Now these things happened to them as an example, but they were written down for our instruction, on whom the end of the ages has come (1 Corinthians 10:11).
There is a moment in the beginning of today’s epistle from St. Paul where the martyred apostle embraces us as the family for which he was willing to die. He says, ‘Brethren…all our fathers were under the cloud’ (1 Cor. 10:1). We should pause for just a moment and realize what the apostle was saying to these 1st century former Gentiles, and to us for that matter; he was reminding them of the change in their very history which occurred at their baptism and welcome into the people of God. This transformation of their lives through the power of the Holy Spirit reaches back through their family history and gives them new ancestors and a new story from which they are to draw their identity. Becoming the people of God means a new future—spent in the new heaven and new earth—but it also means a radically different past, for the history of Abraham and Isaac, Ruth and David, Christ and Paul, this historic struggle between human sinfulness and the God who won’t let our weakness murder creation, that story becomes our story and every other story becomes as alien to us as the history of some other family unrelated to us by law or blood.
Do we think of the Old and New Testament as our family history? St. Paul, as a matter of life and death, commands us to do just that, but in my experience, people usually know vastly more about the history of their biological family or native country or even favorite TV show family than they do about the family and kingdom God has been forming from the beginning of time. This intentional unknowing is a tragic circumstance of even the modern, busy, over stimulated Christian because it transforms the Christian faith into a series of cold and abstract ideas rather than the living, breathing continuance of a family brought together by God to walk through the wilderness of a fallen world. One can try to be a Christian without embracing this new family and its history, but this self-orphaning will inevitably lead to some other family and history taking its place, and every other family and history is dying.
It is just this kind of misplaced family allegiance which forces Paul to invoke the past history of God’s people to head off disaster in Corinth. The context for today’s theological history lesson can be found in the Corinthian church’s attitude toward joining with their pagan neighbors in idolatrous feasts. In the ancient world, the various religions would sacrifice animals to the gods and then crowds would feast on the remains. These events were religious but also important social gatherings which had significant meaning for the Gentiles and their civic culture. To abstain from such feasts carried a heavy social cost and marked one as an outsider. St. Paul understands this problem and advises the Corinthians by saying, in effect, ‘Does your Christianity make you an outsider? Good, you are an outsider who has no business engaging in the substitute liturgies of a dying world—they are not your family, and this isn’t your history.’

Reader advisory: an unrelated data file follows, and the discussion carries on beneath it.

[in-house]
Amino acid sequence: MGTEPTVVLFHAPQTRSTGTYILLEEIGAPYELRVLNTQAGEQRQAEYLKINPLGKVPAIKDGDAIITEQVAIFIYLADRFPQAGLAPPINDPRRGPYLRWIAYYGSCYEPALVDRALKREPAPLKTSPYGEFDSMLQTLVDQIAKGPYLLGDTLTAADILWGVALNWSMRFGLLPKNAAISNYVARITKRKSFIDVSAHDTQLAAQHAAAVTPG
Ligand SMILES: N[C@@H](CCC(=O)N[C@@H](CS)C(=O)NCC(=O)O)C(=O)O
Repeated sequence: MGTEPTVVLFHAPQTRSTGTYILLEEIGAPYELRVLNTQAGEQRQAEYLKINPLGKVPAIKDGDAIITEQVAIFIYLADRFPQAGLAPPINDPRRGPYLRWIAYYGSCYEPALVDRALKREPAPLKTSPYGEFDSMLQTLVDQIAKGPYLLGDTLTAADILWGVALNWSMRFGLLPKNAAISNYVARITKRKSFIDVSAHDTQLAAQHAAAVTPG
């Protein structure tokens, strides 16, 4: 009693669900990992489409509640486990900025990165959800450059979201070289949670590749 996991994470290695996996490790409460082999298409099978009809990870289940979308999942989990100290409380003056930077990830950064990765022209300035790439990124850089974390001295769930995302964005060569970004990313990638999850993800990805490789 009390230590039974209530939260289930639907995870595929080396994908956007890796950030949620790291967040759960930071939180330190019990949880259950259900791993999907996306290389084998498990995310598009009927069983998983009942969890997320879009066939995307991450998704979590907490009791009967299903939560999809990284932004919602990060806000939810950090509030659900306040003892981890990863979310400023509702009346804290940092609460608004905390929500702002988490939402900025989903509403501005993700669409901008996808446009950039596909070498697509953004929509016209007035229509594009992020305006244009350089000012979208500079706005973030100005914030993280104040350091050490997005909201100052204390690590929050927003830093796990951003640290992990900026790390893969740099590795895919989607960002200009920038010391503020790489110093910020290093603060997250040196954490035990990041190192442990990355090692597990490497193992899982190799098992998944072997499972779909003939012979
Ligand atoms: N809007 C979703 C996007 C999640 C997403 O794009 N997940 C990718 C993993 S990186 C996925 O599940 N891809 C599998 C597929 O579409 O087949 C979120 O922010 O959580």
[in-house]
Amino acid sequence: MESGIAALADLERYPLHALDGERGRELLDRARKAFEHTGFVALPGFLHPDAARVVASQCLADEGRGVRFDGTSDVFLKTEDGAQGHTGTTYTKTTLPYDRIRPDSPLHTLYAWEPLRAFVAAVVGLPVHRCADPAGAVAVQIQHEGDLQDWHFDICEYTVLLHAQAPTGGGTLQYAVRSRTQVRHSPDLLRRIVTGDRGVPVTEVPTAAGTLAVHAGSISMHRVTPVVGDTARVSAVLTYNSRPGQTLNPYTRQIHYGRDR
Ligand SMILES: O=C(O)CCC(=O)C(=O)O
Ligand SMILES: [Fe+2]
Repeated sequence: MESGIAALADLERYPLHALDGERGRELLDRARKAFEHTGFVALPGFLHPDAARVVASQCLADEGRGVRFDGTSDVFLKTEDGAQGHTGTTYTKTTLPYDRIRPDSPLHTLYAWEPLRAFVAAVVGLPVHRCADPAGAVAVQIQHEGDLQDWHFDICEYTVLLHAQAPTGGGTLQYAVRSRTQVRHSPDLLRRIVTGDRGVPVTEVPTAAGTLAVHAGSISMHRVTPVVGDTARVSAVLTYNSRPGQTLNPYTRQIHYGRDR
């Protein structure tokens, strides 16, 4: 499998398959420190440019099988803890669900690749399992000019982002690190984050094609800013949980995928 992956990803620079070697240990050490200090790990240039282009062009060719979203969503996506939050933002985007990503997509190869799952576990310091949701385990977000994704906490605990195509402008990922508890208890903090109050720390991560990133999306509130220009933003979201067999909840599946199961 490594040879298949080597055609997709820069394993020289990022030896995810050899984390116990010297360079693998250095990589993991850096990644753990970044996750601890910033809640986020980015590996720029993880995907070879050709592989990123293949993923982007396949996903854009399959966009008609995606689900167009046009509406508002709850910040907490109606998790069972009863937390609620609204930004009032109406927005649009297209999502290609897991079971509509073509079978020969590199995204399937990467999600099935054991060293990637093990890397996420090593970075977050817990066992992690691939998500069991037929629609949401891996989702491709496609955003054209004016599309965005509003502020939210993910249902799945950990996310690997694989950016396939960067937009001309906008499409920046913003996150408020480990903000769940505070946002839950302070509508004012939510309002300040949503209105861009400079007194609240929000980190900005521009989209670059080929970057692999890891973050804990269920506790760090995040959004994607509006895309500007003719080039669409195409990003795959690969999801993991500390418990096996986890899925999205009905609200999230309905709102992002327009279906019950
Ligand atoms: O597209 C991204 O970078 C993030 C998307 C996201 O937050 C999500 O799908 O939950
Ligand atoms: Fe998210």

And, frankly, who would want that history when it is compared to the beautiful summary of God’s providential care offered by St. Paul today. He writes, ‘…our fathers were under the cloud, and all passed through the sea; And were all baptized unto Moses in the cloud and in the sea; And did all eat the same spiritual meat; And did all drink the same spiritual drink: for they drank of that spiritual Rock that followed them: and that Rock was Christ’ (1 Cor. 10:1-4). To be a baptized Christian who partakes in the spiritual meat and spiritual drink of Christ is to be part of God’s chosen people on earth; it is to be connected through time and space to the saving work of the Trinity that began as soon as humanity first put the knife to our own throat and screamed at God ‘You can’t tell me what to do!’ The most important moment in that story, before the coming of Christ, was the exodus of the Israelites from slavery and death in Egypt. This pivotal moment in salvation history is the dramatic first enactment of the true freedom that comes when Jesus Christ died on the cross of Calvary to break the bonds of sin and death—the day He died wrestling the knife out of our hands. On that day, our slavery to all the gods of this world was broken in a way we see foreshadowed in the liberation of God’s people through the defeat of Egypt’s gods in the first exodus. Just as God used plagues which represented the gods of Egypt to mock their powerlessness, God the Son submitted to evil’s most terrible weapon—death—to reveal Evil’s utter powerlessness in comparison to the love of God. Christ’s public resurrection and empty tomb are the great declarations of freedom for a humanity held captive by our fear of death and loss. The result of this titanic Trinitarian effort was the liberation of all those who trust that Christ will provide everything we need to make it through our own wilderness wanderings. Our vindicated Savior has set us free to love and live without the chains of sin and death dragging us back to the slave camp.